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Interacting effects of climate change and agricultural BMPs on nutrient runoff entering Lake Erie
- Bosch, Nathan S., Evans, Mary Anne, Scavia, Donald, Allan, J. David
- Journal of Great Lakes research 2014 v.40 pp. 581-589
- Soil and Water Assessment Tool model, aquatic ecosystems, climate, climate change, good agricultural practices, runoff, sediments, streams, washing, water flow, water quality, watersheds, Lake Erie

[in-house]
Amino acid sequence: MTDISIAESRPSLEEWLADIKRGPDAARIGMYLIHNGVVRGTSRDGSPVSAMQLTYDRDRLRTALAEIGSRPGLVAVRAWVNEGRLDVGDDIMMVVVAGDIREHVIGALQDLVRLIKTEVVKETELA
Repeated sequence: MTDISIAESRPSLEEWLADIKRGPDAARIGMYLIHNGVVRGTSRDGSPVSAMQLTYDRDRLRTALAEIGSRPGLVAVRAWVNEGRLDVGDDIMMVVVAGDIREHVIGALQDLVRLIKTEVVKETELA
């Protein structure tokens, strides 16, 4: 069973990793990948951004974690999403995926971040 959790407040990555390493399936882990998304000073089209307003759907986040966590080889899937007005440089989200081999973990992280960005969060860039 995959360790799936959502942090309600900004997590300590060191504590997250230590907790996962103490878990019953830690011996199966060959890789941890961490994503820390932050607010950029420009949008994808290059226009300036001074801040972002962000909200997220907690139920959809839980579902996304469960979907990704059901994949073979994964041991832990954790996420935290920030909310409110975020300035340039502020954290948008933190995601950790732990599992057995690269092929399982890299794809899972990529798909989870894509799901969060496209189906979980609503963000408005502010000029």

- Agricultural best management practices (BMPs) have been implemented in the watersheds around Lake Erie to reduce nutrient transfer from terrestrial to aquatic ecosystems and thus protect and improve the water quality of Lake Erie. However, climate change may alter the effectiveness of these BMPs by altering runoff and other conditions. Using the Soil and Water Assessment Tool (SWAT), we simulated various climate scenarios with a range of BMPs to assess possible changes in water, sediment, and nutrient yields from four agricultural Lake Erie watersheds. Tile drain flow is expected to increase as is the amount of sediment that washes from land into streams. Predicted increases in tributary water flow (up to 17%), sediment yields (up to 32%), and nutrient yields (up to 23%) indicate a stronger influence of climate on sediment compared to other properties. Our simulations found much greater yield increases associated with scenarios of more pronounced climate change, indicating that above some threshold climate change may markedly accelerate sediment and nutrient export. Our results indicate that agricultural BMPs become more necessary but less effective under future climates; nonetheless, higher BMP implementation rates still could substantially offset anticipated increases in sediment and nutrient yields. Individual watersheds differ in their responsiveness to future climate scenarios, indicating the importance of targeting specific management strategies for individual watersheds.